Considering the article's angle, I wonder if Dallas and Houston are considered "Southern" here. I would guess that Miami is just too cosmopolitan and international and doesn't really fit the definition of "Southern," so it gets a pass.

While I agree that Miami is not Southern, I disagree that its cosmopolitan feel is what prevents it from being so. Does New York's cosmopolitan feel keep it from being Northern?

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I think this kind of competition is great for the South. It will drive Atlanta to new heights. It will also give cities like Nashville, Charlotte, Birmingham, etc., the national attention they've deserved for quite a while now. In the end we're going to end up with bigger, livelier, and more exciting Southern cities in EVERY area of the South.

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It was really a badly written article that plays on the national stereotype that Atlanta is the center of the South even though this isn't true. Nevermind that it still refers to the region as Dixie. This is what can be called a "stock" story as they can just change the specific subject and rerun it whenever they need to fill space in the paper.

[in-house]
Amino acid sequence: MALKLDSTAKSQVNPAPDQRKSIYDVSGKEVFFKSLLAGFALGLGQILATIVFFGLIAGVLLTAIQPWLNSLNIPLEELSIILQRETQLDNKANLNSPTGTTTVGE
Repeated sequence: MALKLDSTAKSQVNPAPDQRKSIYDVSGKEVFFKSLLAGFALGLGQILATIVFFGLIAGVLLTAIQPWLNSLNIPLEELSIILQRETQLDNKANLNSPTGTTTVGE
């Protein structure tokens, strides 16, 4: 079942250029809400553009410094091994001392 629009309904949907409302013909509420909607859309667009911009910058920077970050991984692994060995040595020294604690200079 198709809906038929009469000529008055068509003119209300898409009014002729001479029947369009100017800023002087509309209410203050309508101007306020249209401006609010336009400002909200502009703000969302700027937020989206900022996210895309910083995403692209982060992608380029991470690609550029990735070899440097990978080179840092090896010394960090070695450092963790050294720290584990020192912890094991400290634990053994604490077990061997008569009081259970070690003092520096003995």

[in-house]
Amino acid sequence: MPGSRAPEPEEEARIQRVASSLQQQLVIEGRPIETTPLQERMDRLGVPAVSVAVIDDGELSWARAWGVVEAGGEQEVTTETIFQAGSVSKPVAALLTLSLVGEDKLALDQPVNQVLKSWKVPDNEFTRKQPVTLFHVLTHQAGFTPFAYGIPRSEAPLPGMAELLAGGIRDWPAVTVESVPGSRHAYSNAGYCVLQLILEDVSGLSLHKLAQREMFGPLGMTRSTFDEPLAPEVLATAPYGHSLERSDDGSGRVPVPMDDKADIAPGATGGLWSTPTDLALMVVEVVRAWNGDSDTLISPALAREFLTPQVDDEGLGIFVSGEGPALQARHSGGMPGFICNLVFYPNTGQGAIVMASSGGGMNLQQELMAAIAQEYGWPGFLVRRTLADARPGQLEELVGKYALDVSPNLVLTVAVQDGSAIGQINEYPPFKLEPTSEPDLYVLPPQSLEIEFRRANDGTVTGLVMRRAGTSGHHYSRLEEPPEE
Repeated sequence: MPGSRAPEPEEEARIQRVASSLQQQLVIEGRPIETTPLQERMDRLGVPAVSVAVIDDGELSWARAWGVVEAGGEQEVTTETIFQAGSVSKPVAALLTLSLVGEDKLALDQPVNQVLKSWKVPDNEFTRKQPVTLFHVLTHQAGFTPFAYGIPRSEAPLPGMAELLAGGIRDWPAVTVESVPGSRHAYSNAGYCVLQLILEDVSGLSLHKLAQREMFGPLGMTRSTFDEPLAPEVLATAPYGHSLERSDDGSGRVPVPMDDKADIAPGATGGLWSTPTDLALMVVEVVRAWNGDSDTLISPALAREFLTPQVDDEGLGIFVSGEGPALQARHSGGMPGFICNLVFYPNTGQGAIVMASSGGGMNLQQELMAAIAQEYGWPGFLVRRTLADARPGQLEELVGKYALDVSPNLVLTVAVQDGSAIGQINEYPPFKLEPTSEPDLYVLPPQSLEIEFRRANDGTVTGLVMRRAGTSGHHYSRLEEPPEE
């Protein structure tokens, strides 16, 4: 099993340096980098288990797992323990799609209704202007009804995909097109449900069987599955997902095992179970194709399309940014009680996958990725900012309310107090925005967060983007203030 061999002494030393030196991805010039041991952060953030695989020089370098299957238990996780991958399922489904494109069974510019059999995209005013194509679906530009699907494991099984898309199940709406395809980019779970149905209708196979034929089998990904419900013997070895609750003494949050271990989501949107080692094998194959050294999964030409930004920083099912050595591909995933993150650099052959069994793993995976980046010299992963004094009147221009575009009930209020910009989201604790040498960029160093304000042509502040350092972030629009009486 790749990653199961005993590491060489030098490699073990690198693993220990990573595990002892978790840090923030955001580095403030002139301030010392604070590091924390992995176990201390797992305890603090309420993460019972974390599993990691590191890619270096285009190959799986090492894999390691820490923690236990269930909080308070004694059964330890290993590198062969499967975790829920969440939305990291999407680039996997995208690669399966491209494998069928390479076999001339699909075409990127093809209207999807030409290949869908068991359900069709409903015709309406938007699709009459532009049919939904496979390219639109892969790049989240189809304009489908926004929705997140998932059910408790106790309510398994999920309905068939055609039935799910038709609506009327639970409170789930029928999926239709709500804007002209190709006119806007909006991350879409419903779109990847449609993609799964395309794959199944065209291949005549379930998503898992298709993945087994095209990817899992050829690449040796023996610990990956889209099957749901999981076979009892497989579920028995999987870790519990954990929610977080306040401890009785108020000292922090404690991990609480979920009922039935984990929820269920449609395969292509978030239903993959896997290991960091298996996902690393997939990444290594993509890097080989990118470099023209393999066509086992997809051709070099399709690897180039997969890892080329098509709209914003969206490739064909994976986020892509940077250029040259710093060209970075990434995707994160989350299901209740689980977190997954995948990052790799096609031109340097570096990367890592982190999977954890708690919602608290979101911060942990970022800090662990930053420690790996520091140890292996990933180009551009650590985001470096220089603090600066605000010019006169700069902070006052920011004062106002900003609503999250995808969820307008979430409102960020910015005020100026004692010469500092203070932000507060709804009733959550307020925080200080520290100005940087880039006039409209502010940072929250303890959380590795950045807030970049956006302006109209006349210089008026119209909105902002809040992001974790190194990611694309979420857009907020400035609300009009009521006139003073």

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It was really a badly written article that plays on the national stereotype that Atlanta is the center of the South even though this isn't true. Nevermind that it still refers to the region as Dixie. This is what can be called a "stock" story as they can just change the specific subject and rerun it whenever they need to fill space in the paper.